A mid 15th century henin for a noble Burgundian woman.
I made this for Olivia as part of the Largesse project – a skills exchange. The hat was a surprise for the recipient, but I checked with her friends to ask what she might like.
After considering hats from the mid 15th century, I decided that a truncated henin was a good choice – it’s a lovely look, easy to wear and can be worn with or without a veil for variety.
Research and Design
Rather than copying a specific image, I combined elements of several contemporary portraits. These images show a truncated cylinder or cone shape, usually in black velvet with a simple geometric band decoration at the base. There is a black loop on the forehead at the front, and some have fine veiling.
First step was to pattern the hat. I padded up the headform to the right size, then patterned the shape using light card. Once I was happy with the proportions, I cut it out in millinery canvas with a centre back seam. I overlapped the seam and hand-sewed it with strong thread on both sides.
I formed millinery wire to the same dimensions as the tip and base and sewed this onto the canvas using a machine zig-zag, overlapping the ends. I formed another ring of wire with a loop, which I covered with black velvet ribbon. I sewed this into the inside of the canvas by hand. (see Afterthoughts below)
I padded the tip of the henin by basting on some wool batting. I cut out the black velveteen using the same pattern, with seam allowances added. I clipped the edge of the tip, pinned it to the tip and basted it around the crown.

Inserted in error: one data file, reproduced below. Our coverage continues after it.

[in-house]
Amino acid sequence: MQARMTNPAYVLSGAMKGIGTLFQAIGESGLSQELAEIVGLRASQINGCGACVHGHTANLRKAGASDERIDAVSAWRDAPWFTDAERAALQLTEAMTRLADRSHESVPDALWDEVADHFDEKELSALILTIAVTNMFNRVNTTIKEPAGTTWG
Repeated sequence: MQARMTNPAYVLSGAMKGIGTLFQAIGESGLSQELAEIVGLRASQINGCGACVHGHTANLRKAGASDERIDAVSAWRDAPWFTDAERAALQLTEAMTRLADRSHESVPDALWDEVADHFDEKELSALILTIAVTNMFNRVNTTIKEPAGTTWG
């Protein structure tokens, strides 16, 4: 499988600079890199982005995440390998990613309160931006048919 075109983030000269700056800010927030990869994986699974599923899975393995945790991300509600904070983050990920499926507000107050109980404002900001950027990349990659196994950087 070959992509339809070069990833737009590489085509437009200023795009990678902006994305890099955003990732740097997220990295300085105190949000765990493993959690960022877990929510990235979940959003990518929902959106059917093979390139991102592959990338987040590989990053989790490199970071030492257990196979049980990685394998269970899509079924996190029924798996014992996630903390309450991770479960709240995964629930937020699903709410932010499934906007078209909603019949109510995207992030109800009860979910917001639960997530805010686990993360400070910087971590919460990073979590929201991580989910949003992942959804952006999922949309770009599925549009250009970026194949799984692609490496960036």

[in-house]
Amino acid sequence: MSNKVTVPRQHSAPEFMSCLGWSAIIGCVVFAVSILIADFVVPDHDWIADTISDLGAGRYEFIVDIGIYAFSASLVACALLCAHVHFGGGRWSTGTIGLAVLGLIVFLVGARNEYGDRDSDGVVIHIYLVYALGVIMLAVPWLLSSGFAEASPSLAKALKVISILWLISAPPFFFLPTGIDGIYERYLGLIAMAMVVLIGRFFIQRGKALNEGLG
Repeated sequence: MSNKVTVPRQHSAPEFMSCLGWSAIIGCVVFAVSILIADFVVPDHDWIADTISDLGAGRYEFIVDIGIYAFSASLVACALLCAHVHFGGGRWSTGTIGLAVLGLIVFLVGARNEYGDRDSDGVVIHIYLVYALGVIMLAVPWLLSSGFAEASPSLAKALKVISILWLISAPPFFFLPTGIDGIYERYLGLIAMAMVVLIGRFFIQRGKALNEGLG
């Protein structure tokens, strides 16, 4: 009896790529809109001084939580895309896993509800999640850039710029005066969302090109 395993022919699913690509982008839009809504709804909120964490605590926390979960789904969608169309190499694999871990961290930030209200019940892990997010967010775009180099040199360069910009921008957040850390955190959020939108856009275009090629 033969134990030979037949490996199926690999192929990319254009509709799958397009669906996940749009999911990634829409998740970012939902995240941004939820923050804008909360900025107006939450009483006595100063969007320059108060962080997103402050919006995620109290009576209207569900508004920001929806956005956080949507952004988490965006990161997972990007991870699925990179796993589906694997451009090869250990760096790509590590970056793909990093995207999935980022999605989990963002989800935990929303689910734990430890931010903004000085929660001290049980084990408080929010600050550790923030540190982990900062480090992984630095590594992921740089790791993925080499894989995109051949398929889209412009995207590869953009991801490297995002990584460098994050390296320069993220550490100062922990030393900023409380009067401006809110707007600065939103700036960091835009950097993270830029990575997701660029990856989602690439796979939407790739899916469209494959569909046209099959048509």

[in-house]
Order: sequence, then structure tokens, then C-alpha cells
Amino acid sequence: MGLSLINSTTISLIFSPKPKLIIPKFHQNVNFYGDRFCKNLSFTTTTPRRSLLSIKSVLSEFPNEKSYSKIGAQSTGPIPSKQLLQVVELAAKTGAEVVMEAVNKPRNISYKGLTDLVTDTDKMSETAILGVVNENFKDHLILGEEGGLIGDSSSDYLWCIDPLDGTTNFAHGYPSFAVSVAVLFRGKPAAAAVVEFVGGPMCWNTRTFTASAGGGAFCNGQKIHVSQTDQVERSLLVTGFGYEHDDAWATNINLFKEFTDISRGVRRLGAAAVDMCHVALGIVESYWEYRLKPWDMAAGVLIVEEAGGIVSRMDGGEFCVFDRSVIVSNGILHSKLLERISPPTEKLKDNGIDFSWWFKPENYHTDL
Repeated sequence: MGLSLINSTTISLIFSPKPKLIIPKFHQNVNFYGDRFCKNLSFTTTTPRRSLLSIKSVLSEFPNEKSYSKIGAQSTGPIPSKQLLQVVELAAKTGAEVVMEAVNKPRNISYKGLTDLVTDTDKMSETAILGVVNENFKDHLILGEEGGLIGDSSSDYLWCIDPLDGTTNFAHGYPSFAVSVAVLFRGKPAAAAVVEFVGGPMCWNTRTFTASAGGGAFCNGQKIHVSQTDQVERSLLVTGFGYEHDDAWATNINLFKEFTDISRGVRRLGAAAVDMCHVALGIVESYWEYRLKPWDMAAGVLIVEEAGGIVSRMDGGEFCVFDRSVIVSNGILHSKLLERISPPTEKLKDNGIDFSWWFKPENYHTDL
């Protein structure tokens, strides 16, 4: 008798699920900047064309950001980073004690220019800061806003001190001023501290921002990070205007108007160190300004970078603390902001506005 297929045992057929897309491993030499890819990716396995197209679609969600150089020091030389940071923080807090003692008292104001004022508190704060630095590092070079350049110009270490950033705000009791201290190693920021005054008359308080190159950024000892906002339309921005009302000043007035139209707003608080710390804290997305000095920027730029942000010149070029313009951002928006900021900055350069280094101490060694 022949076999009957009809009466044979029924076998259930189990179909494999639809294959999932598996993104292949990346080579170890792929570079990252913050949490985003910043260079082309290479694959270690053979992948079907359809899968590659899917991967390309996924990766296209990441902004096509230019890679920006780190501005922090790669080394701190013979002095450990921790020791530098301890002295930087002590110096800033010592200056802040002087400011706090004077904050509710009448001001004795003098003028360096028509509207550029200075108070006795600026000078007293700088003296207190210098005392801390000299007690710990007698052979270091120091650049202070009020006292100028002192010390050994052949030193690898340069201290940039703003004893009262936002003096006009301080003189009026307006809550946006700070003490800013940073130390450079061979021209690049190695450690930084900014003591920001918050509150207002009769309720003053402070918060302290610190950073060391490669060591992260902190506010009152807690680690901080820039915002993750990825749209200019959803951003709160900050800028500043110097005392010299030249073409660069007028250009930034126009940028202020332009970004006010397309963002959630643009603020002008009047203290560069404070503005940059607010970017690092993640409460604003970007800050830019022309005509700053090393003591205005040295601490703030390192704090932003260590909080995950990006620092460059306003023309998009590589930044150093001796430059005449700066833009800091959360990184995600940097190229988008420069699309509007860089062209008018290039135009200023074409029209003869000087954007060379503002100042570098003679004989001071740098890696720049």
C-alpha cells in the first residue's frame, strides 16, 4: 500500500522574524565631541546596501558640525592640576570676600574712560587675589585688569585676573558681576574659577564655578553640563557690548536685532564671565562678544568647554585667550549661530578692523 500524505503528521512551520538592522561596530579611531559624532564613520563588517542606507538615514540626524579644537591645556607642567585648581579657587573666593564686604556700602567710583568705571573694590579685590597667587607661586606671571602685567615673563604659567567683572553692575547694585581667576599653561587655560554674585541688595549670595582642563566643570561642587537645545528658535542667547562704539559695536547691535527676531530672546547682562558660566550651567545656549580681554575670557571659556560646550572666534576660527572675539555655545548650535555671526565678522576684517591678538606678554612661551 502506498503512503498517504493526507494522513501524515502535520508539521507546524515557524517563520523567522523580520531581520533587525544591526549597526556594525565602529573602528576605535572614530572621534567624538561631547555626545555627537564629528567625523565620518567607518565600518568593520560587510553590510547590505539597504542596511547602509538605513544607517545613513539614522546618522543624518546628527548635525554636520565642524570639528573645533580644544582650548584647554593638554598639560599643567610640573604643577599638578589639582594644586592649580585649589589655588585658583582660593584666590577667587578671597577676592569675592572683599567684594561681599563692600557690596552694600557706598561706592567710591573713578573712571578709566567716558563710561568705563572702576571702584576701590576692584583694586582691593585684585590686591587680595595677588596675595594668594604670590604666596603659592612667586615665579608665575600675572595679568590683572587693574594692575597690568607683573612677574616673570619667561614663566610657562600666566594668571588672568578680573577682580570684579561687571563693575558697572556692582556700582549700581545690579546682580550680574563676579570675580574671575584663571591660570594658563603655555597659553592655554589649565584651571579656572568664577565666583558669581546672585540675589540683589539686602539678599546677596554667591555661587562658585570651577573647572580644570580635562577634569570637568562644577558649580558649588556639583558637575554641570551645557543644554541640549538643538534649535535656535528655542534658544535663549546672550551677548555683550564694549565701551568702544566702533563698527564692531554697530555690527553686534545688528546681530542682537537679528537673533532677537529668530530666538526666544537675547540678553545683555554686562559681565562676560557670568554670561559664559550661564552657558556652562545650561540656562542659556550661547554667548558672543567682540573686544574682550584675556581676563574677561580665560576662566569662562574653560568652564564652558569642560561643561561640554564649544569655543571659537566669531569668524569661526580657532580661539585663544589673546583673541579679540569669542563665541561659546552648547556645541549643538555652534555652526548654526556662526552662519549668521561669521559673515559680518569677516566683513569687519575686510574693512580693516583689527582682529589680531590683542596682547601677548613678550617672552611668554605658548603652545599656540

I pinned the crown together and put it on the canvas base to check, then sewed, turned and and pressed the seam. I pulled the cover on, then clipped the top, folding under and slip-stitching to the tip.
The trim needs to curve to lie smoothly around the base, so I machine sewed along one edge with a large stitch. I gathered it to match the curve on the pattern, steam pressed it and sewed on the pearls. I cut the loop off the back of an ornate button and drilled holes top and base, then made and added 3 pearl drops to make the central ‘jewel’.
I used the pattern to cut and sew a lining in red silk, then slip-stitched this into the henin.
I cut a rectangular veil of fine silk, and sewed a fine rolled hem all around. I made some pearl headed pins, using natural pearls and brass pins, to pin on the veil. The henin can be worn with or without the veil.
At the time, I made this hat (and many others) using buckram, wire and wool mull – the modern method I had taught myself out of theatrical hat-making books, such as From the Neck Up (Dreher, 1981). These hats look excellent when first made, but do not stand up to heavy use – or poor packing.
If I was making this hat again, I would use 3mm felt with hide glue size for stiffening. Easier, faster, more historically supportable and less prone to damage.
And the Loop…
At the time, I interpreted this as being part of the hat. Now, I believe it is a separate element – a loop on the front of a black headband. There are many images of this band-with-loop worn by girls, without the other layers, so you can clearly see the relationship.
When covered in black velvet, the band acts as an excellent base for the henin and hold it onto the head with need for other fasteners.
Nine years later I made another henin – this one using my revised research and techniques.